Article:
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Old October 1st, 2008, 09:19 PM   #1
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Getting hit by a car

Hello is there a tutorial on how to create the effect of getting hit by a car? I have seen one before on Video Co Pilot, but they were using a green screen and I dont have one. all assistance will be appreciated
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Old October 2nd, 2008, 12:22 PM   #2
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- Have a car moving at 1 mph
- Have someone standing in front of the car, slightly off to the side where the will not actually get hit.
- When the car comes very close to them (remember the car is going at 1 mph) have them jump and fall down. Note, the actor never actually come into contact with the car.
- Speed up the footage in post, making it play at 500%

If you filmed it from the correct angle, it will look reasonably like the actor got hit by the car. When editing, be sure to only show the shot for a short moment, and then immediately follow it by another quick shot, such as the actor rolling up the windshield (which you can film from inside the car while the car is perfectly still, or a shot of the actor flying through the air in any random direction (which you would film on a trampoline, or just have the actor dive off a chair onto some pillows, etc).
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Old October 2nd, 2008, 12:54 PM   #3
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Is it absolutely necessary to show the person being struck with the vehicle? There are ways to give the viewer the impression that someone has been hit without actually showing it. For instance, you can start with a POV shot from the car driving toward the individual on the road, cut to a quick reaction shot of the guy about to be hit, and then cut to the interior of the car showing the driver's reaction. The sequence can end with a worm's eye view of the car's tires screeching to a stop. Or, if the character being hit was holding some kind of object, you could shoot that object after being thrown in the air, or the character's hand laying still on the pavement.

It may not be what you had originally intended, but if done right, you won't have a cheesy looking effect while still being able to pull off your goal. Hope this helps...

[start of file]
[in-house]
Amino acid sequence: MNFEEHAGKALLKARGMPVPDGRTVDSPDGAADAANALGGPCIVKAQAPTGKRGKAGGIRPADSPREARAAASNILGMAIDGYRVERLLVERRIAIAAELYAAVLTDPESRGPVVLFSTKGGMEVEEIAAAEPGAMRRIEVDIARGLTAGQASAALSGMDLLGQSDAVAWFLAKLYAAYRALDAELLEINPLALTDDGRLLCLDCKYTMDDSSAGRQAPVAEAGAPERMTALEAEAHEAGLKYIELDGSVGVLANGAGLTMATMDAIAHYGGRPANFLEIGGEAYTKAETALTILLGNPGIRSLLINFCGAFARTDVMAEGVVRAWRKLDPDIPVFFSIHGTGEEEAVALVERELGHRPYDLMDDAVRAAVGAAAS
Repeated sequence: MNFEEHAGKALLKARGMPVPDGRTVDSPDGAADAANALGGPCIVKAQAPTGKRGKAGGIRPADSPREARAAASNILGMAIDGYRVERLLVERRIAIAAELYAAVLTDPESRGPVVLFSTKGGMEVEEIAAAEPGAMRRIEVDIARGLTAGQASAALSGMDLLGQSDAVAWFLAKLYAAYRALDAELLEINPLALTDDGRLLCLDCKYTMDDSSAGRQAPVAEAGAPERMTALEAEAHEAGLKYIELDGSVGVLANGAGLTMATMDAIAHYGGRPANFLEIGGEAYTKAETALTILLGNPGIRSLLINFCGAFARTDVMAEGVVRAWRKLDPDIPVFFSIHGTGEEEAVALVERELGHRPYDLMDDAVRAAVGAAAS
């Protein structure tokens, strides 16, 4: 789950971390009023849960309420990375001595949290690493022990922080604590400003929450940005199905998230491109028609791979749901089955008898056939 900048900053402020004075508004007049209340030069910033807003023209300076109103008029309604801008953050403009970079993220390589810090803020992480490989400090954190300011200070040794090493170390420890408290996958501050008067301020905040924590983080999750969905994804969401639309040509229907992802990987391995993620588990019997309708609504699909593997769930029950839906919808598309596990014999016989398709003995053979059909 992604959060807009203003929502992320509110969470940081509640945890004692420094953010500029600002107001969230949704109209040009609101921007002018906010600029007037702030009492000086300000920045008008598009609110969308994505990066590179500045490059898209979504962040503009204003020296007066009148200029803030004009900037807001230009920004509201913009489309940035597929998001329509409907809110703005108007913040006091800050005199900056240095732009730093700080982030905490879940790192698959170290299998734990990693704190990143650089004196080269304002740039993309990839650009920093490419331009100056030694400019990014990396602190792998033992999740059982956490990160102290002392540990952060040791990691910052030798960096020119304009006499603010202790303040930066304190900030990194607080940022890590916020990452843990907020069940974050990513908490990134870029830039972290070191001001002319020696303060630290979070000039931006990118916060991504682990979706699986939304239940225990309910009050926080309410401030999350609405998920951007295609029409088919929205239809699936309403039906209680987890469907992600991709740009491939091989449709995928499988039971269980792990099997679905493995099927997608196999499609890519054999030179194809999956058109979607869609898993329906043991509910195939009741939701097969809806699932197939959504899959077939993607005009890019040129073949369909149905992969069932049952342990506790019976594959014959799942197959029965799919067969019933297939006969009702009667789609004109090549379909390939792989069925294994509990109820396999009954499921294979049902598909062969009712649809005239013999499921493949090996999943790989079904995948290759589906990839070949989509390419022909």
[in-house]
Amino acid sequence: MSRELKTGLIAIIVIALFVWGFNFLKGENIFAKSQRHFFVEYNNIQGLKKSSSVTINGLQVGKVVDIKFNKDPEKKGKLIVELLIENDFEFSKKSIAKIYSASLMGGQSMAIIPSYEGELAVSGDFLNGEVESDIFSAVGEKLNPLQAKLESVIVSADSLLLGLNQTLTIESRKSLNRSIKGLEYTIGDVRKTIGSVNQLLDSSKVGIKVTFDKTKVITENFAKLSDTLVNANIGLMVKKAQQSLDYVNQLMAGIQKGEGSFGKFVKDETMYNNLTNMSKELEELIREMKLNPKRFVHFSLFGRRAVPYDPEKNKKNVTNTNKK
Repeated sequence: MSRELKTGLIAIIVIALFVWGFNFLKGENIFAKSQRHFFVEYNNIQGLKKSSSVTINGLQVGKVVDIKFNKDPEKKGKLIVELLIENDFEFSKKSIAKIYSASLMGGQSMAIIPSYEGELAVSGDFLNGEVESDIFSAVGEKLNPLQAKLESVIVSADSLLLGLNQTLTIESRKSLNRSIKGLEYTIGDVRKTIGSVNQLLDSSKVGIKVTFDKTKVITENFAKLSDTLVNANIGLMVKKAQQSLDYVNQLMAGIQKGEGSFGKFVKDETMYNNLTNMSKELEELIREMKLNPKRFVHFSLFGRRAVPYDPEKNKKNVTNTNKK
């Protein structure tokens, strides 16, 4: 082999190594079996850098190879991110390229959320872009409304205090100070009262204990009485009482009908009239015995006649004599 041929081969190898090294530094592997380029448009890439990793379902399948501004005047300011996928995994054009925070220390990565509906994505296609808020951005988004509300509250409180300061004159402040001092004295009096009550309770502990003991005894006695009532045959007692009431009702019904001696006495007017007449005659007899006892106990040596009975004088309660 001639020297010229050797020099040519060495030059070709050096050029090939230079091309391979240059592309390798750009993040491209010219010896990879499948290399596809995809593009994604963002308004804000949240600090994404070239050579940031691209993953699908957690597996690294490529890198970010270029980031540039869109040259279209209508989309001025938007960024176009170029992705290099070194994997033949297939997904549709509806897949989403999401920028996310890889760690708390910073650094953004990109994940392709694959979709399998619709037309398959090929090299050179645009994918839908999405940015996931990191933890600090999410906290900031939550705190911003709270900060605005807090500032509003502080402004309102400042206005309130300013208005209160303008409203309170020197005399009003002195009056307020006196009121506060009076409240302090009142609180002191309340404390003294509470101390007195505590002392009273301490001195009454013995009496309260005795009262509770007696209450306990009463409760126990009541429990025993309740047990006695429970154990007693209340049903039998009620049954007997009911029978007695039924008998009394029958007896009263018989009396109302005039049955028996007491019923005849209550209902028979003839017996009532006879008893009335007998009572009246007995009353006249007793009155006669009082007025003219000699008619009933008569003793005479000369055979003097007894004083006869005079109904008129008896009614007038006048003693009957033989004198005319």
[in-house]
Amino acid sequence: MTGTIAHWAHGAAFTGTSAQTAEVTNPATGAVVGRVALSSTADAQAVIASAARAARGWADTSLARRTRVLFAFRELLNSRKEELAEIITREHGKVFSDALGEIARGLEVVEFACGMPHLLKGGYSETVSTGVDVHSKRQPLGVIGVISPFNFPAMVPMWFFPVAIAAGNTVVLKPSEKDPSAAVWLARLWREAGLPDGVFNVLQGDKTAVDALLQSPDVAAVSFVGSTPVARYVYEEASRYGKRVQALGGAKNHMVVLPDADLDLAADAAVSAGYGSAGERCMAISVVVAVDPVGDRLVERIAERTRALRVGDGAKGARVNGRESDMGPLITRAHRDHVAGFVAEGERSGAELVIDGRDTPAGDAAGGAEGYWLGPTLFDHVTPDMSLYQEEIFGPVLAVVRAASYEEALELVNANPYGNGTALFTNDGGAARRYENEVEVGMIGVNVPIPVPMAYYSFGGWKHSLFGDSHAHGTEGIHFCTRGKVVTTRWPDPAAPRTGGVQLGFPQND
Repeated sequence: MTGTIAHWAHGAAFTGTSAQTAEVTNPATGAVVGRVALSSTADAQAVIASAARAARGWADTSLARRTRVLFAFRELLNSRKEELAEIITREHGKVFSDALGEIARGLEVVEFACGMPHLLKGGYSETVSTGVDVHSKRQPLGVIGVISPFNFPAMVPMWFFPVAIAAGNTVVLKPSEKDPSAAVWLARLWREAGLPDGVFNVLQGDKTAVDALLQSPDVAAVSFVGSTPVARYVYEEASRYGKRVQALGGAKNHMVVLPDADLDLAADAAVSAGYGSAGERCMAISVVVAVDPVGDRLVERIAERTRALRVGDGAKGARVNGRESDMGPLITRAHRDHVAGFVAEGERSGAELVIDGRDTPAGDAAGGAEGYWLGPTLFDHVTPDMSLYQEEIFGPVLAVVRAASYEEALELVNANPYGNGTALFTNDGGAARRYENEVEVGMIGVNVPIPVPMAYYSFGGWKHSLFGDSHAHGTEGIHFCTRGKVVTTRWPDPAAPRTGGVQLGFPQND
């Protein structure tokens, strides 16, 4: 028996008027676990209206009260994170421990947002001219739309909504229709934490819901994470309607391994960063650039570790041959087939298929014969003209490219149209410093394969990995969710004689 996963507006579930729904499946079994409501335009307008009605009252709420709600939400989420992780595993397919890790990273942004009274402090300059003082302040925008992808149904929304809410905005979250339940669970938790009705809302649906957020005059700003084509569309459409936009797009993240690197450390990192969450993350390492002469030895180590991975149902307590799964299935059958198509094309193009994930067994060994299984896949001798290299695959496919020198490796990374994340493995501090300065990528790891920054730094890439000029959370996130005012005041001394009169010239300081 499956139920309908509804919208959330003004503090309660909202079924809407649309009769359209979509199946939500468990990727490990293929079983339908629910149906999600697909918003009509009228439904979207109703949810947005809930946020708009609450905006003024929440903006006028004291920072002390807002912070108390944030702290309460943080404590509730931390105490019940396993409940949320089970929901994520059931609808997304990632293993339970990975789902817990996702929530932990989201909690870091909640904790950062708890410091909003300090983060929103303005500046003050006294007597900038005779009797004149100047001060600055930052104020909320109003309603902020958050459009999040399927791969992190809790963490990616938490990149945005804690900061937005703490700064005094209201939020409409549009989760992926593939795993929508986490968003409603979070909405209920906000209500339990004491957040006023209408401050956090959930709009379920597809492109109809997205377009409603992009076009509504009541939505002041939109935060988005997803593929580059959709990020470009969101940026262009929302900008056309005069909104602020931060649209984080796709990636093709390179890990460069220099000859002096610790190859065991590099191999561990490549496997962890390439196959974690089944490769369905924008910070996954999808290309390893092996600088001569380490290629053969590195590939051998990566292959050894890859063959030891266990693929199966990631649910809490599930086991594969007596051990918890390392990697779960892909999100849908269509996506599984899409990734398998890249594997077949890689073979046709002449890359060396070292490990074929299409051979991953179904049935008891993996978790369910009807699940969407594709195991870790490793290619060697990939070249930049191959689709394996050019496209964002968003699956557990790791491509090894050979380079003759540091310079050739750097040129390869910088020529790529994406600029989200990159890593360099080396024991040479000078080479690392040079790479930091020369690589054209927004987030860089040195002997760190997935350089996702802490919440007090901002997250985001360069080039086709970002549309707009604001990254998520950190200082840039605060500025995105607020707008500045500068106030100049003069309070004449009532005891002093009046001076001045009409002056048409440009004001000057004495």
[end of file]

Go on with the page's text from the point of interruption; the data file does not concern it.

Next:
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Old October 2nd, 2008, 01:41 PM   #4
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in the video copilot there is a tutorial using no green screen.
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Old October 2nd, 2008, 04:59 PM   #5
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Originally Posted by Giroud Francois View Post
in the video copilot there is a tutorial using no green screen.
is there? I cant find it. do you know were it is?
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Old October 2nd, 2008, 05:04 PM   #6
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Old October 2nd, 2008, 05:07 PM   #7
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that is the one that uses green screen
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Old October 2nd, 2008, 05:36 PM   #8
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yes there is small green screen used, but in the commentary, when removing the feet that are not in the green screen , he says you can use the same technique (basically =rotoscoping) for all the guy, it is just longer.
and frankly this kind of green screen setup is not very difficult versus the time you can save.
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Old October 3rd, 2008, 12:51 AM   #9
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You can buy a greenscreen like the one they used for about 50 bucks on Ebay. Maybe consider it as an investment to add to your kit. I try to buy one new piece of kit, however small, whenever I shoot a film. Remember, this ain't a cheap hobby, you have to expect to shell out the dollars now and then, if you want to make something that looks good.